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For those of you who may be wondering how effective the cam phasing of modern motors may be we have done some dyno comparisons. Our baseline was done on a 2012 Coyote 5.0 engine utilizing a Vi-PEC V88 ecu. The motor is running in speed density mode. Being there is no need for a MAF sensor in this configuration we have used a simple smooth mandrel bent intake pipe with a K&N cone filter. Headers are long tubes made in house with 1 1/2" primaries.
In their parked position I can turn the idle down to 375 RPM and it will idle there completely stable without stalling. On our first dyno pull we left the cams in their parked position. The result was 322.2 HP. For our second run We started with the intake cams advanced 38 degrees slowly tapering to 30 degrees at peak power and the exhaust cams retarded by 1 degree increasing to 20 degrees at peak power. Have a look at the results.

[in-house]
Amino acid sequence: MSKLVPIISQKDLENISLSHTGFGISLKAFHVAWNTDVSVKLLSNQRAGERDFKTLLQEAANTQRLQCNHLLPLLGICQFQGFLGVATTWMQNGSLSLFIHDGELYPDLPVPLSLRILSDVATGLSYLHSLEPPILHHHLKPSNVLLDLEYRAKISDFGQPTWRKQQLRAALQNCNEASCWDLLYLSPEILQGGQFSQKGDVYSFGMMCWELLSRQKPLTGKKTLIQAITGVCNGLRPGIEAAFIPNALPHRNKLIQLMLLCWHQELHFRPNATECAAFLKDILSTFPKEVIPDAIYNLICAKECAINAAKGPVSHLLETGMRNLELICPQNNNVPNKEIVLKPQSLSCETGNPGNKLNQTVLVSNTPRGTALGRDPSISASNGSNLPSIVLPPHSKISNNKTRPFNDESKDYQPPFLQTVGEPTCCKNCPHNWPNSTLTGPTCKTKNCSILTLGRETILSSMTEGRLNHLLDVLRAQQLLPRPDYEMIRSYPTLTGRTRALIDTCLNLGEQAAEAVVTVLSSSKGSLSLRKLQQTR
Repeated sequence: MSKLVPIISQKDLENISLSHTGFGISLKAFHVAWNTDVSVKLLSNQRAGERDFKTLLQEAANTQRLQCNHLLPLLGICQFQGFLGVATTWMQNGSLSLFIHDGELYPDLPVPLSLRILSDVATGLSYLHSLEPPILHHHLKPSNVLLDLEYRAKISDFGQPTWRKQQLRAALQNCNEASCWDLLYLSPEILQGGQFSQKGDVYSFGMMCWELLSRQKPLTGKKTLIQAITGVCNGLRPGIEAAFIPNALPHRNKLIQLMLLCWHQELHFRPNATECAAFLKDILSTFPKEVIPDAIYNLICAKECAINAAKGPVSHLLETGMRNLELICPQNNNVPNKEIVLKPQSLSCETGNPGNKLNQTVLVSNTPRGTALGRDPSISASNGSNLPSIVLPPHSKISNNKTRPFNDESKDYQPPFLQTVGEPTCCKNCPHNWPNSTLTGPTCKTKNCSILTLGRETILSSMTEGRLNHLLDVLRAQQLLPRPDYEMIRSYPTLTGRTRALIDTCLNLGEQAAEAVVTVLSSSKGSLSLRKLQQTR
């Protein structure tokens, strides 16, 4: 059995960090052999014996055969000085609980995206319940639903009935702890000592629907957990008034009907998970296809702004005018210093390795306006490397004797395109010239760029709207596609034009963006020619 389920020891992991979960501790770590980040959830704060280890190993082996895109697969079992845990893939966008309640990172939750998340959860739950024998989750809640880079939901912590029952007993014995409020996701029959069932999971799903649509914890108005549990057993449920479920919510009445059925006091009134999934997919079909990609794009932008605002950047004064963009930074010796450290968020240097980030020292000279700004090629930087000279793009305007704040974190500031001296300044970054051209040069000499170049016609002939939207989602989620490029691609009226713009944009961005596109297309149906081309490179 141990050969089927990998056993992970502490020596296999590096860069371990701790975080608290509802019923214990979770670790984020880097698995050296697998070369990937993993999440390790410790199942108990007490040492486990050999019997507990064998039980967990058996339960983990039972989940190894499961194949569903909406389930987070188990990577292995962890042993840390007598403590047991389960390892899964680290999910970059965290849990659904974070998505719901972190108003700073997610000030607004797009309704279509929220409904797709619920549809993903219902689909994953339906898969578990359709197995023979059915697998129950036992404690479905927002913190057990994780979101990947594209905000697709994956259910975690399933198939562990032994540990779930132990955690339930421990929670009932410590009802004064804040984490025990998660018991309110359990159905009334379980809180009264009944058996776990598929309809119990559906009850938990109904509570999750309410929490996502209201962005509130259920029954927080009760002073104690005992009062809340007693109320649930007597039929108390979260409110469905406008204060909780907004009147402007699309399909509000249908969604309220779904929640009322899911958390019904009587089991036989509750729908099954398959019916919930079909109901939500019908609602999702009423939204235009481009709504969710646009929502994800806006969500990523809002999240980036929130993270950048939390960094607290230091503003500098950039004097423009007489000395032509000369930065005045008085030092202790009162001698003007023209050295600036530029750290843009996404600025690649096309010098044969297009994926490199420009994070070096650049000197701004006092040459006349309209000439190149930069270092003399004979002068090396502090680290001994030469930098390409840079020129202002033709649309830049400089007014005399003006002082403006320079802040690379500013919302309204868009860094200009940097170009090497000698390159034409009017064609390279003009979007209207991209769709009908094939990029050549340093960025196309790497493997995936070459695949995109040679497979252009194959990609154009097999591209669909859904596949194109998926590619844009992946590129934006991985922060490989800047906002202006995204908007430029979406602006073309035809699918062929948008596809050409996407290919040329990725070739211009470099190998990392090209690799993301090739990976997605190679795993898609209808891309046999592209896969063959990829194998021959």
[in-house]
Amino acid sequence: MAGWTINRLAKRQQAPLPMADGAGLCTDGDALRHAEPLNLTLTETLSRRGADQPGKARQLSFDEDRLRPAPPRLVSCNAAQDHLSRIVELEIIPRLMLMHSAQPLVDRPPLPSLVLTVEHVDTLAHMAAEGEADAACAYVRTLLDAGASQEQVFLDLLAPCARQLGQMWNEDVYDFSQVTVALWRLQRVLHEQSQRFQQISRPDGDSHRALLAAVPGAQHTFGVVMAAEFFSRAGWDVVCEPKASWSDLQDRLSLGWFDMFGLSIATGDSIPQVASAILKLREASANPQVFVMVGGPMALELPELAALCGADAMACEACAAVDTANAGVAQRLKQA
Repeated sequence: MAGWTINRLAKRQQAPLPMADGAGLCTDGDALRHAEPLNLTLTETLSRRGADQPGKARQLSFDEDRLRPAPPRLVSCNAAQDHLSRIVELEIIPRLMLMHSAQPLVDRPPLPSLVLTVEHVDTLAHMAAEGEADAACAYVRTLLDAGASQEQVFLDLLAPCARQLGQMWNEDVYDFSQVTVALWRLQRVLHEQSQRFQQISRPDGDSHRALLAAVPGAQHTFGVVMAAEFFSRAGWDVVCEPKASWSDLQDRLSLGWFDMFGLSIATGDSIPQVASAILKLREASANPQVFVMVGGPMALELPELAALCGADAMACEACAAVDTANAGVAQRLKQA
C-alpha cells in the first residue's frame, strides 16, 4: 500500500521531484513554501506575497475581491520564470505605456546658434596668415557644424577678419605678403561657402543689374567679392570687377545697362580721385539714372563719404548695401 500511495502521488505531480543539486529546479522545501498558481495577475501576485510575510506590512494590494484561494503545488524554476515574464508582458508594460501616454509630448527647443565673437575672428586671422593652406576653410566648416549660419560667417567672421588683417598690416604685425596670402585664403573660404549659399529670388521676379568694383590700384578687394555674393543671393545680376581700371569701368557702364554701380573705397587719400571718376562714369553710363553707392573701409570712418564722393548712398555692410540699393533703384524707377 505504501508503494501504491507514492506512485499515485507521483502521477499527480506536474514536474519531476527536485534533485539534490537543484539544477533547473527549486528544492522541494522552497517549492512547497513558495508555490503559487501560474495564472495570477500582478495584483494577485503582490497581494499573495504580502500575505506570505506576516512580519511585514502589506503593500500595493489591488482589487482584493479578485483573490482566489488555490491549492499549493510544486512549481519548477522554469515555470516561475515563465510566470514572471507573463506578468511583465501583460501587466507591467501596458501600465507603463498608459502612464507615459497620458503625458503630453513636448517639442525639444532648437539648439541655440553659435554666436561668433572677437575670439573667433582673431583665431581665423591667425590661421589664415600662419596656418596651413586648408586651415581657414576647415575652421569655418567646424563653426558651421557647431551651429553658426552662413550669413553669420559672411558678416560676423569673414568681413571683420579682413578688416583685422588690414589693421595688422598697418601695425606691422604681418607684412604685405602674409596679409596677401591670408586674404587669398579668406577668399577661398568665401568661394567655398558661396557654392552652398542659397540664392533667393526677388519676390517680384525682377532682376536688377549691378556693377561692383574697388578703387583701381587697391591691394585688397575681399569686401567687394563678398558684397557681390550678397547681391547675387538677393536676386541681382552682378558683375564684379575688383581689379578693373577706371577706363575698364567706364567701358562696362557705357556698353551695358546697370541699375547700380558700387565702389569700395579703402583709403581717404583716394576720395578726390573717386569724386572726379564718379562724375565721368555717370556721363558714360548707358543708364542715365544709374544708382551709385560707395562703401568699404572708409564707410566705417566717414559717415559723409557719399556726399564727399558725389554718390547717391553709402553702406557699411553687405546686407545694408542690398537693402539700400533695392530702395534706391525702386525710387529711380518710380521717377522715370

These runs were made on different days so there might be minor differences in power output because of this. That being said 100 hp is pretty respectable for NO changes to engine configuration. Pretty exciting stuff.
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Originally posted by Bdkity:
Neat technology for sure. How long before we see 'digital cams' - ie a camless motor with solenoid operated valves. Control of lift and duration at all engine speeds and loads. I'm still stuck in the dark ages with a solid roller setup that requires adjusting every 20 minutes...

I believe they played with that technology in F1 but were limited by the ability to open and close the valves fast enough. Nissan is currently using a variable lift and duration setup. You can effectively run the motor without a throttle plate. You just drop the lift down to nothing to decrease VE to the point where the engine will idle. Very cool.
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